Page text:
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So You've Decided to Map Sidewalk Poop in San Francisco...

Sorry to say you'll discover that much of it is attributed to humans.

Jennifer Wong

San Francisco is a weird magnet for poop. Travel around the city in the grimmest of Easter Egg hunts, and you'll find turds basking on sidewalks, chilling in flower gardens, gumming up subway escalators—hell, you'll even find them littering the roof of a three-story building with no roof access.

I assumed upon moving here this was the marking of irresponsible dog owners. I wish I could still believe that. But Jennifer Wong has torn the brown veil asunder with "(Human) Wasteland," a revolting map of all the anthropogenic excrement around San Francisco.

Wong's venture into crappy cartography began with her needing a hack-week project for her company, HotPads. So the San Francisco native scoured the web for "cool" data sets, and found that the Department of Public Works, for whatever reason, keeps records of sidewalk cleanings for reason of "human waste or urine."

"Honestly, the data inspired me," she emails.

Unfortunately, Wong was shortchanged on several years of poop records. "DataSF's site said that they have information from 2008, but when I started processing it, I found that I only had six months' worth," she says. But it was enough to craft a map of the fecal landscape for part of 2013, shaded in the disgusting hues of an unflushed toilet. You can view the poo sightings as squishy piles (June 2013 is shown above), or as this heat map distressingly akin to an earthy stain:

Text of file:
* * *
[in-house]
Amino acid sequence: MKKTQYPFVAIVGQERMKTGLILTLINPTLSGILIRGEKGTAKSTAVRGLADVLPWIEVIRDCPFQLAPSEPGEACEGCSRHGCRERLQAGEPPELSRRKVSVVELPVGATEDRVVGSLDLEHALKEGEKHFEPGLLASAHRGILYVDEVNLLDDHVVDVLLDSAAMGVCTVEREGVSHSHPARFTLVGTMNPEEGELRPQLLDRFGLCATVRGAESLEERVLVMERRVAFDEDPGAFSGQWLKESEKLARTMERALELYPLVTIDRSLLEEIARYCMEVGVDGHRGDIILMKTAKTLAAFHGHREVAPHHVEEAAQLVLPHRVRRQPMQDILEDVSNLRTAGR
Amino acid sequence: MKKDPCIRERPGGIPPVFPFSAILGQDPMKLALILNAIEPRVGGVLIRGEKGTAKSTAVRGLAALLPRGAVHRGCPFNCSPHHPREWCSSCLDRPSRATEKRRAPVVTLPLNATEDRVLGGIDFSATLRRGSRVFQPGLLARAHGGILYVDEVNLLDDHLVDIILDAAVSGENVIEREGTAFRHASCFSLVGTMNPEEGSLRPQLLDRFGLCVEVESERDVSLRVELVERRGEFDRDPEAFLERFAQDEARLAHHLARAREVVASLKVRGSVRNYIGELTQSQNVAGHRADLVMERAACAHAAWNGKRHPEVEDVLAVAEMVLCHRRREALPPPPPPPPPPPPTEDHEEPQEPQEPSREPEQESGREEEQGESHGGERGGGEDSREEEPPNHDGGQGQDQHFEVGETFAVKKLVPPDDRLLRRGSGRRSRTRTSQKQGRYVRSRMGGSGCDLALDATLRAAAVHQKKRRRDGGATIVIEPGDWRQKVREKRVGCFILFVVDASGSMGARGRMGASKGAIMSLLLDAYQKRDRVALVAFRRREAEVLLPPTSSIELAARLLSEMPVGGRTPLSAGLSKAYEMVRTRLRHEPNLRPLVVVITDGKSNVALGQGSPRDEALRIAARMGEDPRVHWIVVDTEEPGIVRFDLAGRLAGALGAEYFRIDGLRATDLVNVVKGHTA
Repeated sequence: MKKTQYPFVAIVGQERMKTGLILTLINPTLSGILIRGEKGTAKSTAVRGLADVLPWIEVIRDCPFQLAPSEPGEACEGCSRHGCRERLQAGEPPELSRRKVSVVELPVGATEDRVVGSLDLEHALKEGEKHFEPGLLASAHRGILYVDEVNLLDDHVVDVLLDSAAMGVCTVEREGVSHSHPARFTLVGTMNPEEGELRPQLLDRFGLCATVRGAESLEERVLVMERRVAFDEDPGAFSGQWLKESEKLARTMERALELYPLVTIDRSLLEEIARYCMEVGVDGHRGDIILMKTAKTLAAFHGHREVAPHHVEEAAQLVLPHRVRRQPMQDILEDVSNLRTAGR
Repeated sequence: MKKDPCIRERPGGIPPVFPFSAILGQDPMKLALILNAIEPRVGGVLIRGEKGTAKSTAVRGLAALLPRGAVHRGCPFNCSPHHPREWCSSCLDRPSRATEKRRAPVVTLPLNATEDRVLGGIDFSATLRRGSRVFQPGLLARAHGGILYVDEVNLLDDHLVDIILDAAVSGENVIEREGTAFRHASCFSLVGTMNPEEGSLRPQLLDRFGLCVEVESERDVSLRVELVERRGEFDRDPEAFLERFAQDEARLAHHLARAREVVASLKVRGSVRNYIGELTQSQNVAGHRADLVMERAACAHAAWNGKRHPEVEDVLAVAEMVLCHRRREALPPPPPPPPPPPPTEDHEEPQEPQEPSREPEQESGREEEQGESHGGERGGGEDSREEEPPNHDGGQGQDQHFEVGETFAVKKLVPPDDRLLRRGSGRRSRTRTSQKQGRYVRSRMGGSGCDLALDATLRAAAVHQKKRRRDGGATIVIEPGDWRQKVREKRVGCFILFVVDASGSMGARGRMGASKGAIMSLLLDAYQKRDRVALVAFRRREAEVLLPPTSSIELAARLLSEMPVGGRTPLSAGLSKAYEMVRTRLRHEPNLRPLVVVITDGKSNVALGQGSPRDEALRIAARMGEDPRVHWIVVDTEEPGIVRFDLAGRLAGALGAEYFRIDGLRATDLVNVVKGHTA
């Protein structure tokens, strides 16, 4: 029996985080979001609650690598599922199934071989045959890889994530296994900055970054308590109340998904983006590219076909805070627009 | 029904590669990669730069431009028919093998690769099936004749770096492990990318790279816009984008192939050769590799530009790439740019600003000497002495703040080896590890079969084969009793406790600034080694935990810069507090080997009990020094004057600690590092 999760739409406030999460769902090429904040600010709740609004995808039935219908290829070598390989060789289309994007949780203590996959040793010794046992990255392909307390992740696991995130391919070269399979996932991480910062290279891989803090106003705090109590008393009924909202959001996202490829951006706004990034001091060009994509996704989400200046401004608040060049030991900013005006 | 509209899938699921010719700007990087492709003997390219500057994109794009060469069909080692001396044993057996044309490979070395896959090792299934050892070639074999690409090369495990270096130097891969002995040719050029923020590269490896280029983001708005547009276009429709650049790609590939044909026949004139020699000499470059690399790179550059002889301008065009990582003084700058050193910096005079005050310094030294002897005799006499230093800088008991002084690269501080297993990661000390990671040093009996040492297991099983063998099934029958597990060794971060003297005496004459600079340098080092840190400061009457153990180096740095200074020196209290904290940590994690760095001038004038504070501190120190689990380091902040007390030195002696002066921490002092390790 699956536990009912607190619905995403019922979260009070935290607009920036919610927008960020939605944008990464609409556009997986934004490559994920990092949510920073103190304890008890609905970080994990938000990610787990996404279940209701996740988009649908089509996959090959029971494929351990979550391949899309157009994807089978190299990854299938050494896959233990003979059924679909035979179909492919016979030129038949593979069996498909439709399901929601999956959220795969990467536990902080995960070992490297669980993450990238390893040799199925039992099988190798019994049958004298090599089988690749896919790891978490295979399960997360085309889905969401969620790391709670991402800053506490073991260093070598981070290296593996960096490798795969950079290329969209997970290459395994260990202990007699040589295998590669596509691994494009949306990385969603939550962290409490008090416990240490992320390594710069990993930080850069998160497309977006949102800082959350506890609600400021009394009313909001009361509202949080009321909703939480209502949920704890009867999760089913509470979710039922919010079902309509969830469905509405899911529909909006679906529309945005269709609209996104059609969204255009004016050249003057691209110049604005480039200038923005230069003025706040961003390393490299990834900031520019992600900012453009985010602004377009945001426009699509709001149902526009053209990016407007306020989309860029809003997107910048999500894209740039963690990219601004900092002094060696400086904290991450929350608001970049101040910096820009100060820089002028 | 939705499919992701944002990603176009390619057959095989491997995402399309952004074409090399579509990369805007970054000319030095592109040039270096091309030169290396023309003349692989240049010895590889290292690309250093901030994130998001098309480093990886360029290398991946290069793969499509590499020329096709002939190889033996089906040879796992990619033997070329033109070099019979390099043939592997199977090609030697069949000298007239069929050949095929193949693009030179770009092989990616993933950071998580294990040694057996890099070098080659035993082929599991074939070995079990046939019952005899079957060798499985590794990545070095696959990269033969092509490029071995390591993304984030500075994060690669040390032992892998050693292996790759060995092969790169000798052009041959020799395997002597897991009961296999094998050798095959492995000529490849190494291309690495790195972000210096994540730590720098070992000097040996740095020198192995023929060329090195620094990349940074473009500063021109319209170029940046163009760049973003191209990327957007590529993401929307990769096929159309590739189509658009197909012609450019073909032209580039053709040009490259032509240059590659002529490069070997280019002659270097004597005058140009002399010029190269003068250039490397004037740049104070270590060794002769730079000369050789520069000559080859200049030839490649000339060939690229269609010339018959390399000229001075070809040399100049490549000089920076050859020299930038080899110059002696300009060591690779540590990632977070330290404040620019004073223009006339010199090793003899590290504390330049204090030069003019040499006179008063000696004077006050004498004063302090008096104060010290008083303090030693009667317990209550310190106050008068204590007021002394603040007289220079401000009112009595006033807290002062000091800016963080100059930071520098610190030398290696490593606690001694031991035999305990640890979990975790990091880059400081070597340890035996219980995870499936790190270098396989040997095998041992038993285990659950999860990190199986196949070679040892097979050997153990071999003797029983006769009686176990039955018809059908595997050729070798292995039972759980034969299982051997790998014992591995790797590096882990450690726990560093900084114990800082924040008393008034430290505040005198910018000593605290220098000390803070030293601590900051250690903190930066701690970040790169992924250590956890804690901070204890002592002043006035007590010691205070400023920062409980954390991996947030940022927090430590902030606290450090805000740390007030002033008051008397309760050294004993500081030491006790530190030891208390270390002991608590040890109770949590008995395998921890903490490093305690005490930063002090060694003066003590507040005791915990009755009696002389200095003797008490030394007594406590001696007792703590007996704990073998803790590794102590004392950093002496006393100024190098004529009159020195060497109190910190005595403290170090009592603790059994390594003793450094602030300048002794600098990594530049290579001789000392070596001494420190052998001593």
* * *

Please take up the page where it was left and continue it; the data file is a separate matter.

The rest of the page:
Locals won't be surprised that the densest cluster of dung lies in the notoriously filthy Tenderloin. A healthy trickle descends into Mission, too, and smaller spots defile Chinatown and western Haight-Ashbury. If you want to know the situation on your specific block, enter an address into the map's search feature and it will attempt to answer the question: "Will I Step in Human Poop?"

As to the big mystery—how the city distinguishes human from beast leavings—Wong says she can't be sure. "I think that animals' urine and feces have pretty distinctive smells, so maybe that's the way you can determine on the fly," she guesses. Perhaps there's a professional scat-identification service involved?

(Fans of happy endings should know that Wong did, in fact, win grand prize in her office's hack week.)

H/t The Bold Italic

About the Author

  • John Metcalfe
    John Metcalfe is CityLab’s Bay Area bureau chief, based in Oakland. His coverage focuses on climate change and the science of cities.